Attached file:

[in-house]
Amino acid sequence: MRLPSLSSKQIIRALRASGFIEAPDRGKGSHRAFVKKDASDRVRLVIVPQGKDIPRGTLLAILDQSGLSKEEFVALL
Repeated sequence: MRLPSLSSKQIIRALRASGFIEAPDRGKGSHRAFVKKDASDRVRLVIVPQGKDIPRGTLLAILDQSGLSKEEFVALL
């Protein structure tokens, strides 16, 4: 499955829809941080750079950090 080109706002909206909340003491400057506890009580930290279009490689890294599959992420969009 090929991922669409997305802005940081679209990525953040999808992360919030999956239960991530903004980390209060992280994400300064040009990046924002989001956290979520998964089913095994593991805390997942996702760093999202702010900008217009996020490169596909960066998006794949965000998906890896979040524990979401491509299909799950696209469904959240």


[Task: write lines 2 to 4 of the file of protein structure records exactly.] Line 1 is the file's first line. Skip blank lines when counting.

Amino acid sequence: MRLPSLSSKQIIRALRASGFIEAPDRGKGSHRAFVKKDASDRVRLVIVPQGKDIPRGTLLAILDQSGLSKEEFVALL
Repeated sequence: MRLPSLSSKQIIRALRASGFIEAPDRGKGSHRAFVKKDASDRVRLVIVPQGKDIPRGTLLAILDQSGLSKEEFVALL
């Protein structure tokens, strides 16, 4: 499955829809941080750079950090 080109706002909206909340003491400057506890009580930290279009490689890294599959992420969009 090929991922669409997305802005940081679209990525953040999808992360919030999956239960991530903004980390209060992280994400300064040009990046924002989001956290979520998964089913095994593991805390997942996702760093999202702010900008217009996020490169596909960066998006794949965000998906890896979040524990979401491509299909799950696209469904959240």